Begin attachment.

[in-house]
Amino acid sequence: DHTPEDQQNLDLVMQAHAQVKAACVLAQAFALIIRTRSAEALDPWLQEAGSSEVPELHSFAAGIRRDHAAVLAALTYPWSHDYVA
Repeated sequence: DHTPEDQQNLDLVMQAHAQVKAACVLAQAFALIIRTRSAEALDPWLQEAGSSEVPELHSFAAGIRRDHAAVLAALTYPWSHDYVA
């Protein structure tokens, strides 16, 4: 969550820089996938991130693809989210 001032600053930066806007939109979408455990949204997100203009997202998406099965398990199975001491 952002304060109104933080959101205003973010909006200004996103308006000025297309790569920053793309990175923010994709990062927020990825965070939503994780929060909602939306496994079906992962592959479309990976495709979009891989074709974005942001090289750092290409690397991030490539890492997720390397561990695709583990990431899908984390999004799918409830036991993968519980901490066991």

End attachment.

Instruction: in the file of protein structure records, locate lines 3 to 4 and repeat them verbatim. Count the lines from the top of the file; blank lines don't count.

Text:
Repeated sequence: DHTPEDQQNLDLVMQAHAQVKAACVLAQAFALIIRTRSAEALDPWLQEAGSSEVPELHSFAAGIRRDHAAVLAALTYPWSHDYVA
């Protein structure tokens, strides 16, 4: 969550820089996938991130693809989210 001032600053930066806007939109979408455990949204997100203009997202998406099965398990199975001491 952002304060109104933080959101205003973010909006200004996103308006000025297309790569920053793309990175923010994709990062927020990825965070939503994780929060909602939306496994079906992962592959479309990976495709979009891989074709974005942001090289750092290409690397991030490539890492997720390397561990695709583990990431899908984390999004799918409830036991993968519980901490066991």